"At my last command I was the command locksmith. I love working on safes and locks, and I found out I could have another certification that can be recognized by not only the Navy but by the state. With the certificate, I get the card saying I'm a locksmith with USMAP, and it almost replaces a lot of things I would have to do to get a state certification."

Sailors who have completed a USMAP certification demonstrate initiative and skill - traits that employers value. "While on active duty, it shows that they're working to improve themselves, which can help with promotions or job assignments," said Phillips. "Out of the service, the certificate places them among the most recognized and highly skilled craft workers in the industry. Having an apprenticeship can mean qualifying for better jobs with significantly higher pay."

This point is not lost on Chaney, who, in addition to pursuing a USMAP Locksmith certificate, is currently working toward a bachelor's degree in engineering and hopes to retire as a chief - or above. "It's a crucial certification to get as far as advancing in the Navy, especially in my case with the chief's selection boards," Chaney said.

Fridley said Chaney's participation in USMAP may just be the extra boost he needs to pin on anchors. "In the current environment of tough advancement competition, having that certificate will help you, which is a real incentive for Sailors to pursue the certificate."

Beyond his Navy career, Chaney plans to work as a civilian supervising in an area that involves machining. "I'll be able to help people if they have questions, so this will definitely help me," he said.

"The best part about USMAP is it gives Sailors the opportunity to earn a certification that will benefit them while on active duty and later as a civilian. It gives me guidelines so that I have experience in machining," Chaney said. "It will help me in advancements and in guiding others to complete a USMAP certificate, and as a civilian it helps in showing I have the credentials and experience to be successful."

What's the hardest thing about the program? Chaney said, "Nothing. There's nothing hard about the program itself. Situations in a Sailor's life may make it difficult, but the program itself is pretty easy - it doesn't have too many flaws."

Sailors who are interested in USMAP should visit the program website and for the right apprenticeship program for their rating. "I always encourage Sailors to enroll in USMAP. It costs them nothing," Chaney said.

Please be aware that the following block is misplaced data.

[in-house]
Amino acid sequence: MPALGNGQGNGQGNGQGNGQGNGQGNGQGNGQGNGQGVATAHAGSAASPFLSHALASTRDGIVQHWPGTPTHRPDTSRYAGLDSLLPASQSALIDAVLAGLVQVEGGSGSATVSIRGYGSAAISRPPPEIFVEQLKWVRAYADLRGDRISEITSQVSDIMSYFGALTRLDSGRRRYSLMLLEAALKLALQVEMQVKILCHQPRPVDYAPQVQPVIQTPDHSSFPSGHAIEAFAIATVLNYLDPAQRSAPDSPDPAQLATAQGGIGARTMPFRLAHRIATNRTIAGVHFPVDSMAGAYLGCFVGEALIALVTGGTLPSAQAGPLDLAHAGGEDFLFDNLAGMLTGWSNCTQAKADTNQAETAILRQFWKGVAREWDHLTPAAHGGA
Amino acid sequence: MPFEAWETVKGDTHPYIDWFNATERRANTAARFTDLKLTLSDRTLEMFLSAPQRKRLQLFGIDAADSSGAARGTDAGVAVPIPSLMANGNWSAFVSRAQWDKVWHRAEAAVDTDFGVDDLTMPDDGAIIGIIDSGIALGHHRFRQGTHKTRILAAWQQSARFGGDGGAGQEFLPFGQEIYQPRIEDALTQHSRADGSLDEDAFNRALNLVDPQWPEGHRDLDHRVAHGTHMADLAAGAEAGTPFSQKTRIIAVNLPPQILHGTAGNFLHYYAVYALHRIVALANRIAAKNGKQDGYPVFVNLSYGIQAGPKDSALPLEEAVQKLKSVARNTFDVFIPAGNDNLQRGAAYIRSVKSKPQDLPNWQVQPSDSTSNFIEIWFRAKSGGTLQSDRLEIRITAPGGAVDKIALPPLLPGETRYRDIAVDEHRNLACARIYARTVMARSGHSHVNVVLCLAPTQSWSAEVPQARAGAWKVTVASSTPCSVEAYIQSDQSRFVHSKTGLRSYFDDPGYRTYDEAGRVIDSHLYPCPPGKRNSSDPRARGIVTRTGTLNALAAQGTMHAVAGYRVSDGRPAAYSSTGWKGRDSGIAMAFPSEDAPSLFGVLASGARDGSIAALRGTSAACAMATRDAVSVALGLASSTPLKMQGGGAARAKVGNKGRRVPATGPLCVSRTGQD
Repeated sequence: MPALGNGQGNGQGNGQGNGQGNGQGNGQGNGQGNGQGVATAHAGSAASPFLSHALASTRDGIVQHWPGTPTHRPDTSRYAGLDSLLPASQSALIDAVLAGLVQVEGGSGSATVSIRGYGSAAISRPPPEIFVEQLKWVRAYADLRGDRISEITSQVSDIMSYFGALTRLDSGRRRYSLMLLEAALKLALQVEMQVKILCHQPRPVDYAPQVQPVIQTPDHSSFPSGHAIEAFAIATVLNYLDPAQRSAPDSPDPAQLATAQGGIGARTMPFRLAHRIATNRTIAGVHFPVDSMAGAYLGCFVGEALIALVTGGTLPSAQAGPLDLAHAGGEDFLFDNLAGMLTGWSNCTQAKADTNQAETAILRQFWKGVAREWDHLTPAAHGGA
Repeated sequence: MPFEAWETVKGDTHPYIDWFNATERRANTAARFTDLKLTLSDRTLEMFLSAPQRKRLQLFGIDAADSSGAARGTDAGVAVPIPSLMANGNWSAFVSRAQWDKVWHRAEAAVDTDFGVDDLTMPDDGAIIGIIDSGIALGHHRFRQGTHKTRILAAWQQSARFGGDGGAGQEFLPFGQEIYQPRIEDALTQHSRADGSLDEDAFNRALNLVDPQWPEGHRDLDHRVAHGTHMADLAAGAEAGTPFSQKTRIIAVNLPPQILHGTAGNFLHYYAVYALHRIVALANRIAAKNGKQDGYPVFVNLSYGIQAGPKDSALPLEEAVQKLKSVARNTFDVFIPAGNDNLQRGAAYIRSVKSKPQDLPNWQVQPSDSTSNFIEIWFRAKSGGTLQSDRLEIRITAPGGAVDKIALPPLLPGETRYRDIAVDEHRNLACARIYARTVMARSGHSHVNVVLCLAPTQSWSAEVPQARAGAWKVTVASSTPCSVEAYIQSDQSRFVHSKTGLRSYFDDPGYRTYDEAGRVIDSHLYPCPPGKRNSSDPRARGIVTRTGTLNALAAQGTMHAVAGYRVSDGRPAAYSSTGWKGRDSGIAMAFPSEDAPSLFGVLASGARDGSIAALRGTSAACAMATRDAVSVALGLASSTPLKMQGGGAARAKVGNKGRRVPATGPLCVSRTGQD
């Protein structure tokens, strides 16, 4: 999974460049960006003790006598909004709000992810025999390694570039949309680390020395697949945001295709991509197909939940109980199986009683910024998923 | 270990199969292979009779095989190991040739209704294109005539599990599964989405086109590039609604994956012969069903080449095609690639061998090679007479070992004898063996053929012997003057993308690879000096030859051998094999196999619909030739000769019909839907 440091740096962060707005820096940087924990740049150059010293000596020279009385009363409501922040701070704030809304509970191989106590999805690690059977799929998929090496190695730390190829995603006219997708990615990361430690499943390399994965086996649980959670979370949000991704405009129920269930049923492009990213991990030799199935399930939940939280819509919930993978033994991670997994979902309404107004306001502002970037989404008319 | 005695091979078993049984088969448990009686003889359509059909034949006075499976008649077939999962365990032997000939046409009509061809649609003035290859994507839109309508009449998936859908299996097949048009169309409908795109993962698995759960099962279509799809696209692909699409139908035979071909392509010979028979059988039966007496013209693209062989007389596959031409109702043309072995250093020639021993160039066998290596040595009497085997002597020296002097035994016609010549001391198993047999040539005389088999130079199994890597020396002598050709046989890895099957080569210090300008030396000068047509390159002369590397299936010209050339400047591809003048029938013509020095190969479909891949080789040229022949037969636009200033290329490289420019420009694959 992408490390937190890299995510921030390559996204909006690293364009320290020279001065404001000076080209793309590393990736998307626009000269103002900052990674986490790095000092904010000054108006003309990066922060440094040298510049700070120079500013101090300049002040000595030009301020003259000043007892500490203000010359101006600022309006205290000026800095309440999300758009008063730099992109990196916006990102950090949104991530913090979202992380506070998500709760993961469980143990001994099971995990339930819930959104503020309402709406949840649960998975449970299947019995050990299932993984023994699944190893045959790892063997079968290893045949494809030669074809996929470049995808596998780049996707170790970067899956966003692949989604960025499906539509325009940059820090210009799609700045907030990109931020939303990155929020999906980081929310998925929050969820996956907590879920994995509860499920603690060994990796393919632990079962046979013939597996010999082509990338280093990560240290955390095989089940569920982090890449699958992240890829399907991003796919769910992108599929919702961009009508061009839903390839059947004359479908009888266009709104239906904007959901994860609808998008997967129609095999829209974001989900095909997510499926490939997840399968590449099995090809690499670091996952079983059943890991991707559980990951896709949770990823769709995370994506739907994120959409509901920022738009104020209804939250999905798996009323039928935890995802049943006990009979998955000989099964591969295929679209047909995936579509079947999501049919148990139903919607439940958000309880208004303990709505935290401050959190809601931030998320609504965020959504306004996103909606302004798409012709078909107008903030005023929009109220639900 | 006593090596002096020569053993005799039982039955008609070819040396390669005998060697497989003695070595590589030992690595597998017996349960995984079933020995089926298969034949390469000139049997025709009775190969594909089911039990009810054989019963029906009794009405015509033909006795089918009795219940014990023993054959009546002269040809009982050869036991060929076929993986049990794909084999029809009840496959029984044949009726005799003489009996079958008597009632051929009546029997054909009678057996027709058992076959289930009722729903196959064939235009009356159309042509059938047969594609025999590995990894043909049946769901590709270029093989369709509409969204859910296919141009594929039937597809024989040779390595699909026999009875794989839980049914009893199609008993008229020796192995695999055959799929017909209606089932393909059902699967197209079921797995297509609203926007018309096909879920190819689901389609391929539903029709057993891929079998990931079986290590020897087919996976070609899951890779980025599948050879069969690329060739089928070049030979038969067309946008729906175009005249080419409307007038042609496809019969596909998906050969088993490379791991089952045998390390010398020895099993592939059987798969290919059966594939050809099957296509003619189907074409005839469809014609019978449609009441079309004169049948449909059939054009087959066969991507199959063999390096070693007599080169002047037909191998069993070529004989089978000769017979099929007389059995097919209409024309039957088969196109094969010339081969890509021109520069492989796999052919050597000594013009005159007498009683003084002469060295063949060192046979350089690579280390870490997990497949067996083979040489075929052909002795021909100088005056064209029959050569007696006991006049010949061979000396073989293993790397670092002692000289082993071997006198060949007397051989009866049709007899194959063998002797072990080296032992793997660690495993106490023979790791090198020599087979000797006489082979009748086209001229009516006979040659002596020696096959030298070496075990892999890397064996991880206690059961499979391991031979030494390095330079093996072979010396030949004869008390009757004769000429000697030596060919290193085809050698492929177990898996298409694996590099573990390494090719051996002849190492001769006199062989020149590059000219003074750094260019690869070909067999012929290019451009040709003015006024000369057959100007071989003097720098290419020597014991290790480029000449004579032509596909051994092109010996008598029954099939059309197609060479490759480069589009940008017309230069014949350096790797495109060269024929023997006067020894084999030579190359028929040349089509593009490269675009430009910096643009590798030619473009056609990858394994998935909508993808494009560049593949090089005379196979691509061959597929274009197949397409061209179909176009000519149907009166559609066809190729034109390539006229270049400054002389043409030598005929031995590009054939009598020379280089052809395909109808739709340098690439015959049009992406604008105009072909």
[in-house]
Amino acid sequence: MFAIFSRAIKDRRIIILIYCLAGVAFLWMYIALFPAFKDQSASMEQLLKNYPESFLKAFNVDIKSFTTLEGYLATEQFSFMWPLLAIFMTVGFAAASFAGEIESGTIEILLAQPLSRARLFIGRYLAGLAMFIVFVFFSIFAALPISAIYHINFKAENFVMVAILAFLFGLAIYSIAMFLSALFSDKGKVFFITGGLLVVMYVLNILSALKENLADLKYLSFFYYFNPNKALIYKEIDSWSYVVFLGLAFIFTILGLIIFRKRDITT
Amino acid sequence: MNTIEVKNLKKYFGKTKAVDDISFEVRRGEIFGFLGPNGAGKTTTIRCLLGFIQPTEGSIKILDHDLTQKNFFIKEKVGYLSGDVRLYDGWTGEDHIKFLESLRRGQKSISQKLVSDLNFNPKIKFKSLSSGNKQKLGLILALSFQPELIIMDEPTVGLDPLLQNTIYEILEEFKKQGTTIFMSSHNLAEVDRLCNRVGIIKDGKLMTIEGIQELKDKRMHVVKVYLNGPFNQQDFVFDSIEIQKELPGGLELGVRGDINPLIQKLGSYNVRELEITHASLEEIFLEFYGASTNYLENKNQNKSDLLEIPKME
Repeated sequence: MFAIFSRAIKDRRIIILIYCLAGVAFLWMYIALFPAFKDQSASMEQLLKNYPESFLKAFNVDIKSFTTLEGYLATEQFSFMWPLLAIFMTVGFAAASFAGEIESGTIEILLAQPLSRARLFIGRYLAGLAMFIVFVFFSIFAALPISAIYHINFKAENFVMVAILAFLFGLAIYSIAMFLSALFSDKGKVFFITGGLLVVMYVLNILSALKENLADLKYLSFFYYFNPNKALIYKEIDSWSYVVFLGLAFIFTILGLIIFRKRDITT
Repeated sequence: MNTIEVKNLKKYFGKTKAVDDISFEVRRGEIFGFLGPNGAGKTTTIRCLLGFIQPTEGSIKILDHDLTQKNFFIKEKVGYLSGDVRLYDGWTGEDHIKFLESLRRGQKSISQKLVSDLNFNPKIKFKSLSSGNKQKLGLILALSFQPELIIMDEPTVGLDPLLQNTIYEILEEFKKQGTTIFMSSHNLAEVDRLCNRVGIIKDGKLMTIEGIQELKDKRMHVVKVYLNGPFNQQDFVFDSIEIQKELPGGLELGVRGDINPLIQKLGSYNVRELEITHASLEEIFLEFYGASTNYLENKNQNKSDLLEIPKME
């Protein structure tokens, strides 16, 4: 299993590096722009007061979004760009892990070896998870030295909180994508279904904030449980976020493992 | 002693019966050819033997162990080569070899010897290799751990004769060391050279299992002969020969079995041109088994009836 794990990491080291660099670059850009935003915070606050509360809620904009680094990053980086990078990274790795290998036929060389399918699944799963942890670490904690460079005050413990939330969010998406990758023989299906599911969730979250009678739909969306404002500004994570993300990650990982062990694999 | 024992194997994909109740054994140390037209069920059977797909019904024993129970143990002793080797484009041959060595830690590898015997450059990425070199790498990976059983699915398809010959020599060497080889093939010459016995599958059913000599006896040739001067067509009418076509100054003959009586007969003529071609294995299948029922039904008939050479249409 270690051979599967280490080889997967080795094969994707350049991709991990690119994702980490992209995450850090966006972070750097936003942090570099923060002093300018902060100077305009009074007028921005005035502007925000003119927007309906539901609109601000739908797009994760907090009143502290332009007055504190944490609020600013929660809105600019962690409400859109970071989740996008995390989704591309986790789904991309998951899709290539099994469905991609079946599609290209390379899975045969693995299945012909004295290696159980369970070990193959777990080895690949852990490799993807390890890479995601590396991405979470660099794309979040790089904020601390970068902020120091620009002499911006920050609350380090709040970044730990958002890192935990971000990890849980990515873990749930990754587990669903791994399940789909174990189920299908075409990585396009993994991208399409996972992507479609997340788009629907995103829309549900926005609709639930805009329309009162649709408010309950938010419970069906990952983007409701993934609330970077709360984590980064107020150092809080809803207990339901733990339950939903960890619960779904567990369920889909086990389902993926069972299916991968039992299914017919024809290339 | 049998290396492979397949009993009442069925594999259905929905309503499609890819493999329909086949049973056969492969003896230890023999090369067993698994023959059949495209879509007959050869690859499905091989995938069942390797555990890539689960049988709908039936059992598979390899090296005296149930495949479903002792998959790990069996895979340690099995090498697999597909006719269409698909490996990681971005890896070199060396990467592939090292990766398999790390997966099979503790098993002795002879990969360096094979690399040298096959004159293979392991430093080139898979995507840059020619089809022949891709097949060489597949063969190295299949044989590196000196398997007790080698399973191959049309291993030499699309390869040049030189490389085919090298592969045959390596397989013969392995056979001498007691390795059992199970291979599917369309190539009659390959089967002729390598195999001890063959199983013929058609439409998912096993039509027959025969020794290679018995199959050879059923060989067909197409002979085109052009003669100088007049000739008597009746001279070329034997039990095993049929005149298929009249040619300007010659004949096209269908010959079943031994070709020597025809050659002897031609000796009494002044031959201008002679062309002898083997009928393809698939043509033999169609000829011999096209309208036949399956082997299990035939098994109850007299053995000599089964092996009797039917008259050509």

Besides the cost-free advantage of this apprenticeship program, there's also the pride - and bragging rights - in Sailors being able say they have thousands of hours of work experience. And they have the USMAP certificate to back it up.

USMAP is one of many opportunities for personal and professional growth available to Sailors to earn certificates, licenses and degrees making them invaluable assets to the Navy. Those programs are important parts of the 21st Century Sailor and Marine initiative which consolidates a set of objectives and policies, new and existing, to maximize Sailor and Marine personal readiness, build resiliency and hone the most combat-effective force in the history of the Department of the Navy.

For more information about the Center for Personal and Professional Development, visit:

For more information on USMAP, visit:

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Machinery Repairman 1st Class Thomas Chaney machines a brass bushing, a skill obtained through the United States Military Apprentice Program.
120227-N-YC505-027 NORFOLK (Feb. 27, 2012) Machinery Repairman 1st Class Thomas Chaney machines a brass bushing, a skill obtained through the United Services Military Apprentice Program. The program provides active duty members of the sea services the opportunity to earn a nationally recognized "Certificate of Completion" from the U.S. Department of Labor by completing civillian apprenticeship requirements through training and experience gained in their military jobs. (U.S. Navy photo by Mass Communication Specialist Seaman Molly Anne Greendeer/Released)
February 29, 2012